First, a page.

Latvian Literature 6

Uldis Bērziņš

Selected poems

Brother

I

Our Lord is tied to the cross and he suffers and is happy. The ropes cut into his shins and wrists, and Our Lord knows that His hour has come and that it should be so.
And for a moment His vision clears and glancing down Our Lord sees soldiers priests men women boys donkey drovers His disciples and other people look at Him some cry others laugh some understand others don’t.
And Our Lord says no I am no son of god I am a man if I were the son of god I would come down from the cross and walk away but I don’t come down this pain is killing me I hurt I love my disciples John in particular I understand the high priest Pilate I feel sorry for poor Judas I am sorry but how good it is to be human you do not know Father I am a man I will die of thirst and pain but John stands down there looking up at me he understands me I will resurrect in him.
Our Lord dies at the cross but John walks the world crisscrosses the seas preaches people love one another thus taught Jesus from Nazareth.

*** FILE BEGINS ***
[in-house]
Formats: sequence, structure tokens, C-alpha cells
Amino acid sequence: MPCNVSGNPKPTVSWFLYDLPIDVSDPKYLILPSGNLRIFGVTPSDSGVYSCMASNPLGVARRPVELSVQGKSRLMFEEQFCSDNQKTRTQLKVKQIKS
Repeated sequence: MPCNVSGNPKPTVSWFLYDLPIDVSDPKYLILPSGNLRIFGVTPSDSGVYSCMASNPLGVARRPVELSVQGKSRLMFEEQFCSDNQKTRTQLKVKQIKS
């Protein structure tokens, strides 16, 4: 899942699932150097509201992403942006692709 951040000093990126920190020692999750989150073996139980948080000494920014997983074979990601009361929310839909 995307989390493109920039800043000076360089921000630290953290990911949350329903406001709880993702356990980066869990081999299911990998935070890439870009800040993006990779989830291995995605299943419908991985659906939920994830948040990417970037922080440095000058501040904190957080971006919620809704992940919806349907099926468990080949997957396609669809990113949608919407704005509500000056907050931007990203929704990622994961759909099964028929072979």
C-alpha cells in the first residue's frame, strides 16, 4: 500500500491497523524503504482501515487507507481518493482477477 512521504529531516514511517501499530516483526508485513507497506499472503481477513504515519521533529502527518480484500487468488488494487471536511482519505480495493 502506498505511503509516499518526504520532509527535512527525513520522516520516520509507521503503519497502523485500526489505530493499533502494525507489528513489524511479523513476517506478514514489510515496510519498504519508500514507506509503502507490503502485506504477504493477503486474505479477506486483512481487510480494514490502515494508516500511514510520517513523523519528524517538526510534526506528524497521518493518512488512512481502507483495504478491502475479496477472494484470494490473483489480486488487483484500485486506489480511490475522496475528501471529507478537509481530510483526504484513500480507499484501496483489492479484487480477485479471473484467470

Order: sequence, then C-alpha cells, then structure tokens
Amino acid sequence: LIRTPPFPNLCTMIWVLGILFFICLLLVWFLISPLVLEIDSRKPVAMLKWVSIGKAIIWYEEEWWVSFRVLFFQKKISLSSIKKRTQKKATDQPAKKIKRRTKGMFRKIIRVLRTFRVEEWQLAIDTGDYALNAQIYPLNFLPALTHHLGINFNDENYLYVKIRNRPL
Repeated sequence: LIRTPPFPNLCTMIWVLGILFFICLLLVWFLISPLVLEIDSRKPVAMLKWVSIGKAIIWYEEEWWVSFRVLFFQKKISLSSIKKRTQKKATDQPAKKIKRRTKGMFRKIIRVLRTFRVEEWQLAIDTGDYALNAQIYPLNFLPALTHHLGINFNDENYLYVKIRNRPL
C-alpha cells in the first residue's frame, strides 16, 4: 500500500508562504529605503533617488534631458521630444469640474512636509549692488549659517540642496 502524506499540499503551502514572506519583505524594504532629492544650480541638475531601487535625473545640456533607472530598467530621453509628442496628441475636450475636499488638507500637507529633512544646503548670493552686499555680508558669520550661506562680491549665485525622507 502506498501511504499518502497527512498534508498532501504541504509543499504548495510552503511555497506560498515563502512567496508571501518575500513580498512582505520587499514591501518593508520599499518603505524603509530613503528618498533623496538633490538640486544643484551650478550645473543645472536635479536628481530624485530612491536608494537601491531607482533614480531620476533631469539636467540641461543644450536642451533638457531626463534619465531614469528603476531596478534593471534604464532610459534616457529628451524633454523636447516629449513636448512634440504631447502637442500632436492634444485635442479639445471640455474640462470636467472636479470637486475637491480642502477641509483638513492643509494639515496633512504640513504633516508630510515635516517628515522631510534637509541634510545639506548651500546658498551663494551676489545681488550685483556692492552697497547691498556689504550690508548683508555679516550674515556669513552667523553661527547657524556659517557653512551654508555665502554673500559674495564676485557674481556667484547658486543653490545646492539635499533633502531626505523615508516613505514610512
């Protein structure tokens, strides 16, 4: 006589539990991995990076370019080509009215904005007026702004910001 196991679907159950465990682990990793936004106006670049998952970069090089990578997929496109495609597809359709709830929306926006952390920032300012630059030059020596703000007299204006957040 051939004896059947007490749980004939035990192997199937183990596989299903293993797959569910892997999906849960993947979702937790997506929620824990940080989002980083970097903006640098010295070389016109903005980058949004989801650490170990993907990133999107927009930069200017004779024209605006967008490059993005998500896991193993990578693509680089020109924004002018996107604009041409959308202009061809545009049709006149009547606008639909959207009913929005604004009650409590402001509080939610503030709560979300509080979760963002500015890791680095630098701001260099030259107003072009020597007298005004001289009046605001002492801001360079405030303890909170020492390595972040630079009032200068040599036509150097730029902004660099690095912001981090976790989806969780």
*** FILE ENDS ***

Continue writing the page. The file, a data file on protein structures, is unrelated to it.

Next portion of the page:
II

Not finding me, my brother goes to people and asks every single one: “Are you my brother?” The guards consider it suspicious; the boy is brought before the judge of the land. The judge asks: “Soweth thou sedition?” The boy answers: “I sow not. I’m looking for my brother.” Then the judge says: “Let him go.”
I hear people speak of a spirit-ridden boy and then I take a guess: “It must be a new John the Baptist”. Indeed, the boy is now followed by a whole host of disciples, beggars, cripples and cured patients. The evangelist says – just as the prophet Isaiah has said: “he hath borne our griefs and carried our sorrows” – yes, but no one could lighten his burden, nor show him the way. I glimpse him one morning in a Jerusalem crowd and elbow my way closer to get a better look, oh, it’s a man of my own age, his beard still without grey. I call out: “Rabbi! Here!” and say my name, and he takes me by the hand and says: “Are you my brother?” and I say: “Yes, we are all brothers,” and I feel a bit strange, for what does this man of god want of me, and I slip away. And then one day I hear a bugle and see them lead one man who is carrying a large wooden cross. I say, who is this man, they say, king of the Jews, the Nazarene! I get closer to take a look – a man of my own age, but oh my goodness... – and he lifts his eyes, looks at me and I begin to recognize him, but they lead him along yelling – king of the Jews! king of the Jews!